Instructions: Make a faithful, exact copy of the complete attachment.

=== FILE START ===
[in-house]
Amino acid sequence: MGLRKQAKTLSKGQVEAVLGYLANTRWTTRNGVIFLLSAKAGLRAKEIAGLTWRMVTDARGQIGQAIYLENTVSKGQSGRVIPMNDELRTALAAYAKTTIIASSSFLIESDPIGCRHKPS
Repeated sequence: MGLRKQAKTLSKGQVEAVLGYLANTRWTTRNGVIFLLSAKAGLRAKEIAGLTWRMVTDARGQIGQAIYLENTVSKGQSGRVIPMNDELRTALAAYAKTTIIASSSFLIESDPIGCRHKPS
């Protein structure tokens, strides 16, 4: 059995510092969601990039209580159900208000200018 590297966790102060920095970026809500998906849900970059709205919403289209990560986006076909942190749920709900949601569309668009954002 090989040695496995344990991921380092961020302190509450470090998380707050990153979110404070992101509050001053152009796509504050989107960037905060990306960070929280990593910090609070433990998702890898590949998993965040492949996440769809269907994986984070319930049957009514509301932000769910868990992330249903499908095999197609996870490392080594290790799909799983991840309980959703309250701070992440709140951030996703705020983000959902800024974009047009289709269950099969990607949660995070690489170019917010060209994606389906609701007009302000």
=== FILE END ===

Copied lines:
[in-house]
Amino acid sequence: MGLRKQAKTLSKGQVEAVLGYLANTRWTTRNGVIFLLSAKAGLRAKEIAGLTWRMVTDARGQIGQAIYLENTVSKGQSGRVIPMNDELRTALAAYAKTTIIASSSFLIESDPIGCRHKPS
Repeated sequence: MGLRKQAKTLSKGQVEAVLGYLANTRWTTRNGVIFLLSAKAGLRAKEIAGLTWRMVTDARGQIGQAIYLENTVSKGQSGRVIPMNDELRTALAAYAKTTIIASSSFLIESDPIGCRHKPS
């Protein structure tokens, strides 16, 4: 059995510092969601990039209580159900208000200018 590297966790102060920095970026809500998906849900970059709205919403289209990560986006076909942190749920709900949601569309668009954002 090989040695496995344990991921380092961020302190509450470090998380707050990153979110404070992101509050001053152009796509504050989107960037905060990306960070929280990593910090609070433990998702890898590949998993965040492949996440769809269907994986984070319930049957009514509301932000769910868990992330249903499908095999197609996870490392080594290790799909799983991840309980959703309250701070992440709140951030996703705020983000959902800024974009047009289709269950099969990607949660995070690489170019917010060209994606389906609701007009302000």